activities
– Comparative advantage
• Allocate our resources according to their
suitability for different types of production

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Comparative Advantage
• Absolute advantage
– Produce a good or service using fewer
resources than other producers use
• Comparative advantage
– Produce a good or service at a lower
opportunity cost than other producers

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International Comparative Advantage
• A nation has comparative advantage in
producing a good
– If it can produce it at a lower opportunity
cost than some other nation
• Greatest total production of every good or
service
– When nations shift production toward their
comparative advantage goods
– And trade with each other

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Table 4
Labor Requirements for Soybeans and T-Shirts

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International Comparative Advantage
• United States
– Has an absolute advantage in producing
both goods
• U.S, opportunity cost of:
– 10 bushels of soybeans is 20 T-shirts
• China, opportunity cost of:
– 10 bushels of soybeans is 50 T-shirts
• Comparative advantage in soybeans
– Lowest opportunity cost: U.S.
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International Comparative Advantage
• U.S, opportunity cost of:
– 40 T-shirts is 20 bushels of soybeans
• China, opportunity cost of:
– 40 T-shirts is 8 bushels of soybeans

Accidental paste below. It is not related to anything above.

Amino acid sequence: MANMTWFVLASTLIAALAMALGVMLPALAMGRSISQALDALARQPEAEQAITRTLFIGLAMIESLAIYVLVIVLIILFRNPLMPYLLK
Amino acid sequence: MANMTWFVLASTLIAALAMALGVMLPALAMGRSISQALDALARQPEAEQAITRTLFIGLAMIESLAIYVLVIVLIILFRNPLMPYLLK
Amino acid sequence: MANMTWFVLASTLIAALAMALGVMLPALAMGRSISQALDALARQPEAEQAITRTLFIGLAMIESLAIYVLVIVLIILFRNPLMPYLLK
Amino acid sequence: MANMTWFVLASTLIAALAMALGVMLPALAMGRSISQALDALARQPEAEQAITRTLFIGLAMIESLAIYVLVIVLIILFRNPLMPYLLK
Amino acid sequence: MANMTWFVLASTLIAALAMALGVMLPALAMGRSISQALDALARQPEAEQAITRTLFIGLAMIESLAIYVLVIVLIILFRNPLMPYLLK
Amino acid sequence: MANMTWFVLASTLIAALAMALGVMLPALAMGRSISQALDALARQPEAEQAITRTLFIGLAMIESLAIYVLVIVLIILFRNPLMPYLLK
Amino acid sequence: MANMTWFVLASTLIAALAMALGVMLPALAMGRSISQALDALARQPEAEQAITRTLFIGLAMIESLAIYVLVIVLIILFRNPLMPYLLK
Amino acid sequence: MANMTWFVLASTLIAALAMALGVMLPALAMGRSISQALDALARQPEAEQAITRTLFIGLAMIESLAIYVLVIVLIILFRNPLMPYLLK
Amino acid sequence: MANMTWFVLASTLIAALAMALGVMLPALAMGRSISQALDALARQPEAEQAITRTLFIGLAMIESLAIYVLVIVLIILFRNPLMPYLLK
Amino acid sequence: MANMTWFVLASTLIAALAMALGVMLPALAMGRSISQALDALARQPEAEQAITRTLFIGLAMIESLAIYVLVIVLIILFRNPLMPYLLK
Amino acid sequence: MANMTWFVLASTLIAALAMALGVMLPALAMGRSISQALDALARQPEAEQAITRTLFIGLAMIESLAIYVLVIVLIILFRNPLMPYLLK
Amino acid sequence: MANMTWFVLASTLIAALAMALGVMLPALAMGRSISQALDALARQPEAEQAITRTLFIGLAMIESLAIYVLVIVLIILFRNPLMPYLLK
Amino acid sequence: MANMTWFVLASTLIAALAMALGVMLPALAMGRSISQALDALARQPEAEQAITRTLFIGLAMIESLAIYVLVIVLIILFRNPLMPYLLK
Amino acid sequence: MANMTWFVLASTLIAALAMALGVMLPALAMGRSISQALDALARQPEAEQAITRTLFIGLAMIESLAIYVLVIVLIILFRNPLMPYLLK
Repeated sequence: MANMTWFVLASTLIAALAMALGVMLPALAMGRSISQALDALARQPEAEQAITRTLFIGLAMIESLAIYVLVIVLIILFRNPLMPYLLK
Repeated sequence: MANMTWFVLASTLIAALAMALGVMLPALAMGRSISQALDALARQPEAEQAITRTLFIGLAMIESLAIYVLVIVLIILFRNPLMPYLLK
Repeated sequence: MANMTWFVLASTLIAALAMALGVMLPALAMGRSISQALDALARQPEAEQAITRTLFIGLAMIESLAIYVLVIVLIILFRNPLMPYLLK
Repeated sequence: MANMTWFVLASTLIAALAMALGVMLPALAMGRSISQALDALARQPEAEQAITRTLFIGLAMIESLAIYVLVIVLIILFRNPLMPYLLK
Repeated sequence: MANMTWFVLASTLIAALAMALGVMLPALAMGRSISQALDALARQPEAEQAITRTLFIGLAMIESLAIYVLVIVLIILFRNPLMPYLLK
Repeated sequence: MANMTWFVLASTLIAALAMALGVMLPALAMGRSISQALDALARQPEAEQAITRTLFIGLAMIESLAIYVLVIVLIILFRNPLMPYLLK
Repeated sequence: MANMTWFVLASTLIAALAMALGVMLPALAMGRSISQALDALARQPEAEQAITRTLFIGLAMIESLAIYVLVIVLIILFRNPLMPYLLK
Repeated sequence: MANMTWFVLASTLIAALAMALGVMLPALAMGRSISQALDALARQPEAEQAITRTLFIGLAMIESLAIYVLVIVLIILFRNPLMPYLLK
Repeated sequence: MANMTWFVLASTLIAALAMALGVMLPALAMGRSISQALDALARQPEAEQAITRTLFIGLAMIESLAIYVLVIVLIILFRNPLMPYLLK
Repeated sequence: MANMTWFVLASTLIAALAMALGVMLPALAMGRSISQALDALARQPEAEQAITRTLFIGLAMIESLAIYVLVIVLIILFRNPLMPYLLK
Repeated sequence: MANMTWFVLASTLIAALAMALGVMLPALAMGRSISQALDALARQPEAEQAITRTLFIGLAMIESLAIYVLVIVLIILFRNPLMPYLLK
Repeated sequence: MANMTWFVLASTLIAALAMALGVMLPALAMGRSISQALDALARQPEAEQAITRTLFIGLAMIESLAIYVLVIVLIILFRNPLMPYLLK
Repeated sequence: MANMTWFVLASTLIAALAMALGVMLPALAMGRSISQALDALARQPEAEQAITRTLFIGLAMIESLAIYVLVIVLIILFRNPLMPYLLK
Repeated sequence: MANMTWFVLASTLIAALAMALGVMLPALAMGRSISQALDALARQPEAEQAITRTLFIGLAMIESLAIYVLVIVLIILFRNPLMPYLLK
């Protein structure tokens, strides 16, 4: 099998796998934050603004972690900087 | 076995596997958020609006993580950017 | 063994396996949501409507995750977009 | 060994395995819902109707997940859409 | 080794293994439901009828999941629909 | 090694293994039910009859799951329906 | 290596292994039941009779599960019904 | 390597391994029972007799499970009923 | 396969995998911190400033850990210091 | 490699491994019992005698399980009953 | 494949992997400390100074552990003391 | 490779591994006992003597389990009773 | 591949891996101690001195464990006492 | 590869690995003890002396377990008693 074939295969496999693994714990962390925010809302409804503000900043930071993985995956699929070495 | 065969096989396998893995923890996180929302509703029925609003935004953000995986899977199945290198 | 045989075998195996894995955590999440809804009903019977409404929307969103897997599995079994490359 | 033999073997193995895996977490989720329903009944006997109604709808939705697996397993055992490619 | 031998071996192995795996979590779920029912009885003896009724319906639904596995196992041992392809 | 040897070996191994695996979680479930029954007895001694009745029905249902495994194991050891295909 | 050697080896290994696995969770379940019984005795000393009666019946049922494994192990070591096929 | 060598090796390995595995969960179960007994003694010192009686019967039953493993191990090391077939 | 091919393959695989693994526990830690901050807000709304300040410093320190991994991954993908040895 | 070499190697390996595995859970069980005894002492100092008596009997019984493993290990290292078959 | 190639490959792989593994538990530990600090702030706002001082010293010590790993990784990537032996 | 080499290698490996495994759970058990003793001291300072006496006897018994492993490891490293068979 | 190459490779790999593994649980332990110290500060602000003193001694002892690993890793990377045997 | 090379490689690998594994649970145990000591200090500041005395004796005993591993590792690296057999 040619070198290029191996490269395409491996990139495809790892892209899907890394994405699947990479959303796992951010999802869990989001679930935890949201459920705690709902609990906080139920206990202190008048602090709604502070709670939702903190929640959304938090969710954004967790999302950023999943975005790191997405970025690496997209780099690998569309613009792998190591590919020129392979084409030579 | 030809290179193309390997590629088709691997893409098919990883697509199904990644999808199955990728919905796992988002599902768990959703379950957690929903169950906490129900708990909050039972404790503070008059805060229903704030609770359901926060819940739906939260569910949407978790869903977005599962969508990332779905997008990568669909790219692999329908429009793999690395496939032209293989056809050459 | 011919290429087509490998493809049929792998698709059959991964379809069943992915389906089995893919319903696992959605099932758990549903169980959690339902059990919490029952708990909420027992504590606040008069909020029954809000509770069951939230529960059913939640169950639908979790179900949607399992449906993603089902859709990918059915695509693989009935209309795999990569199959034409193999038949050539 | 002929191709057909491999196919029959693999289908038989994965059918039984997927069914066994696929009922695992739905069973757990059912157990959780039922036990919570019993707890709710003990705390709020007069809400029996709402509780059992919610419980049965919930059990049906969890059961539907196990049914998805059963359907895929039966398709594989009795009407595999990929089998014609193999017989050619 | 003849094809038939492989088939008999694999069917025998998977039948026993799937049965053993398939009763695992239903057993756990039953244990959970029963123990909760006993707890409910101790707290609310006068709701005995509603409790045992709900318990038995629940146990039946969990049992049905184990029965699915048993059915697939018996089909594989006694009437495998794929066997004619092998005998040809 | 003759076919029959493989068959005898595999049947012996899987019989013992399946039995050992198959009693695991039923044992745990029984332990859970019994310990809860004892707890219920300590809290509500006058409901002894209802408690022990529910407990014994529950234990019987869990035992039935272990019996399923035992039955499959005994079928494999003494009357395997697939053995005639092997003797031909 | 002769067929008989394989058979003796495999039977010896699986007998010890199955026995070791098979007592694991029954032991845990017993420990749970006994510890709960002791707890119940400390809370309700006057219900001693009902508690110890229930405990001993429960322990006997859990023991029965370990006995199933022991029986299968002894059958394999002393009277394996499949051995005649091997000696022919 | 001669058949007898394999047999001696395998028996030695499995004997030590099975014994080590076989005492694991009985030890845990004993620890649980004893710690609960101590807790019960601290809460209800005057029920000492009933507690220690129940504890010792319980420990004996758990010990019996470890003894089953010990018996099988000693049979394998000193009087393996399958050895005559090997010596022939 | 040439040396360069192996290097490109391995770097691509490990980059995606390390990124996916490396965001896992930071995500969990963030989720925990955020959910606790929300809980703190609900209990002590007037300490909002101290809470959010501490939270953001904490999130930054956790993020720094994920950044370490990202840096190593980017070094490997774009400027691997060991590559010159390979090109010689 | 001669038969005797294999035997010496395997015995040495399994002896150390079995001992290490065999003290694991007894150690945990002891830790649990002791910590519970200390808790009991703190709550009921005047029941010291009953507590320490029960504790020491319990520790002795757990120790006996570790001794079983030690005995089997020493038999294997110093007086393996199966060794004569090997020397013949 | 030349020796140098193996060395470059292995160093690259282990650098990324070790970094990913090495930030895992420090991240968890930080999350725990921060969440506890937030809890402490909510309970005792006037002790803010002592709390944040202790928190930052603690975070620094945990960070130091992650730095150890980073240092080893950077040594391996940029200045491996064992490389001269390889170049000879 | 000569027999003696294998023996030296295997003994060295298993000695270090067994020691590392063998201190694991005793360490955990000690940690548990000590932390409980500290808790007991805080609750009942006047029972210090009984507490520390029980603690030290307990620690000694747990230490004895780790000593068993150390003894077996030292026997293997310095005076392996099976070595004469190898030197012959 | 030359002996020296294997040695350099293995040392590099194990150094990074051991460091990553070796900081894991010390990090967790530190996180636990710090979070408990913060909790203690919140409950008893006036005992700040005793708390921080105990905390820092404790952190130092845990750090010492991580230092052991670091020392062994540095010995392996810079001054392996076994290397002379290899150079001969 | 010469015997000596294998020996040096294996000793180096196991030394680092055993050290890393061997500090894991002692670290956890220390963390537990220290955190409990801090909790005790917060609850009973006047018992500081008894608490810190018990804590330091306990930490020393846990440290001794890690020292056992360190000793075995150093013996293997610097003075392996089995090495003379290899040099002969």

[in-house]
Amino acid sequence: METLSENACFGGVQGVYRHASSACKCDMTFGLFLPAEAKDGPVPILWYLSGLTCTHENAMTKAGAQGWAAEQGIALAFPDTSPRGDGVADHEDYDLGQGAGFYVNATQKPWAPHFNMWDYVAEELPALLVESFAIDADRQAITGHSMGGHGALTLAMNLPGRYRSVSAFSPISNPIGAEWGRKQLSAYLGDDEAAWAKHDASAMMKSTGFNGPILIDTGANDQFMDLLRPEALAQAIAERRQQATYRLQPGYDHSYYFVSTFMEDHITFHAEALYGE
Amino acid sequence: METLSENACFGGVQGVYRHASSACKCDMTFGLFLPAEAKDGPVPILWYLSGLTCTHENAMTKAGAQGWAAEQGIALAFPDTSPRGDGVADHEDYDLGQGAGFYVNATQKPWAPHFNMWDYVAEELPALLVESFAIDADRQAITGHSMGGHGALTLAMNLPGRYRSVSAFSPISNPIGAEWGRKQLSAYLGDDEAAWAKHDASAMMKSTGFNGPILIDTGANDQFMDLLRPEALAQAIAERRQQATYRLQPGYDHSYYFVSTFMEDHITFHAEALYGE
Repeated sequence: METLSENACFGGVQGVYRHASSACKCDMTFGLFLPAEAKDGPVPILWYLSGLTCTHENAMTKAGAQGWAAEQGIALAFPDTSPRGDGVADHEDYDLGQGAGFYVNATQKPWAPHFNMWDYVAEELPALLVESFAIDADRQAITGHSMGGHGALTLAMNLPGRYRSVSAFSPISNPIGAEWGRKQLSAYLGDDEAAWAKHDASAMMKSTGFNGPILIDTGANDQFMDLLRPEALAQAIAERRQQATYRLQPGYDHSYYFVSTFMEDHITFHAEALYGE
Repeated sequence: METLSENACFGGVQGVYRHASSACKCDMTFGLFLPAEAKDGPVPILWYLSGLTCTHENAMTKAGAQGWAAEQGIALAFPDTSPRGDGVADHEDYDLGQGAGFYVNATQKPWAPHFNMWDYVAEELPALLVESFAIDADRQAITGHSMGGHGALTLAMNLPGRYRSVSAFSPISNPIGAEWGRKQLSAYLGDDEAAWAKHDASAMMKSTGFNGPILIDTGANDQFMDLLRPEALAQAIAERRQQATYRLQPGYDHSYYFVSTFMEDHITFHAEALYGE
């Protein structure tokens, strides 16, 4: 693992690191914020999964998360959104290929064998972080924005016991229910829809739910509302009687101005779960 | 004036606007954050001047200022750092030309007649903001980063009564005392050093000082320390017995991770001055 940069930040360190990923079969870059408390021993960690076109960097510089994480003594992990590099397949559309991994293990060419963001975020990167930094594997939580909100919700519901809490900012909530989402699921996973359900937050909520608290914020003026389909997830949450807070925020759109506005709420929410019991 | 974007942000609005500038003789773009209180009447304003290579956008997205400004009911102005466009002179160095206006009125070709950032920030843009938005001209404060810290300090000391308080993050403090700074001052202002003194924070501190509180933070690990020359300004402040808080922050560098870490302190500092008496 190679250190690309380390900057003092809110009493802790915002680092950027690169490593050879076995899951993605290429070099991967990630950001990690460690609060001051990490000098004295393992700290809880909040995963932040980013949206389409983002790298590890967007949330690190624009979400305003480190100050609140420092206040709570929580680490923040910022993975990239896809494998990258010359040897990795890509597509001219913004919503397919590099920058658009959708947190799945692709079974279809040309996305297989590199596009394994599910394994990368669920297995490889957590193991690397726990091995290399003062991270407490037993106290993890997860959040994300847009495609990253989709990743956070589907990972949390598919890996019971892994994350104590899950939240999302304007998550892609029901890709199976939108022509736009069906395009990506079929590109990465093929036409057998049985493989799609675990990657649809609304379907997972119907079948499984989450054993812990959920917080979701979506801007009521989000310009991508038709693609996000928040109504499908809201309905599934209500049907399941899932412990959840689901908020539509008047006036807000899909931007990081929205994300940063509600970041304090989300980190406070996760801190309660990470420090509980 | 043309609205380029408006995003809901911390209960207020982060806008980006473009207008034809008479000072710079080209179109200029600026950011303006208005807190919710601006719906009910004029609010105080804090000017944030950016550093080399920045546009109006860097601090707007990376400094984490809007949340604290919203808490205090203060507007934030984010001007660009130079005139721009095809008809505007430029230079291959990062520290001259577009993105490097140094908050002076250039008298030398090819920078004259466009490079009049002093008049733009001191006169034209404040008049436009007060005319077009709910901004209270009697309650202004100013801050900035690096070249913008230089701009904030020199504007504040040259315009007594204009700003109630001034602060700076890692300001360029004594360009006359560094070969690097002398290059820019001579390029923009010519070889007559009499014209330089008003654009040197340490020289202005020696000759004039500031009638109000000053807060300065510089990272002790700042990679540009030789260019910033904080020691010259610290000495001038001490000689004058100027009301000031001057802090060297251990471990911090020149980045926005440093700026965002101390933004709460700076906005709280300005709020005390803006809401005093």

• Comparative advantage in T-shirts
– Lowest opportunity cost: China

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International Comparative Advantage
• Each nation produces more of its
comparative advantage good
– World production of both goods increases
– Each country can enjoy a higher standard
of living
• Total production of every good or service
is greatest
– When nations shift production toward their
comparative advantage goods
– And trade with each other
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Resource Allocation
• The problem of resource allocation
– Deciding how society’s scarce resources
will be divided among competing claims
and desires
– Answering three important questions:
• Which goods and services should be
produced with society’s resources?
• How should they be produced?
• Who should get them?

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Resource Allocation
• Societies determine the answers to these
questions about resources
– Tradition, Command, The market
• Traditional economy
– Resource allocation - long-lived practices
from the past
– Stable and predictable
– Little innovation and technological change
– Stagnant economies
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Resource Allocation
• Command or centrally planned economy
– Resource allocation - explicit instructions
from a central authority
– The early years: production grows rapidly
• Provide everyone with a job and basic
consumer goods
– Enforced through brute force
– The final decades: living standards
stagnated
• Political and economic dissatisfaction
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Resource Allocation
• Market economy
– Resources are allocated through individual
decision making
– Freedom of choice is constrained by the
resources one controls
– Resource allocation: markets and prices

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Markets, Ownership, Invisible Hand
• Adam Smith (1723–1790)
– Scottish social philosopher
– Often regarded as the first economist
– The Wealth of Nations, 1776
– Private resource owners are guided as if
by an invisible hand to benefit society as a
whole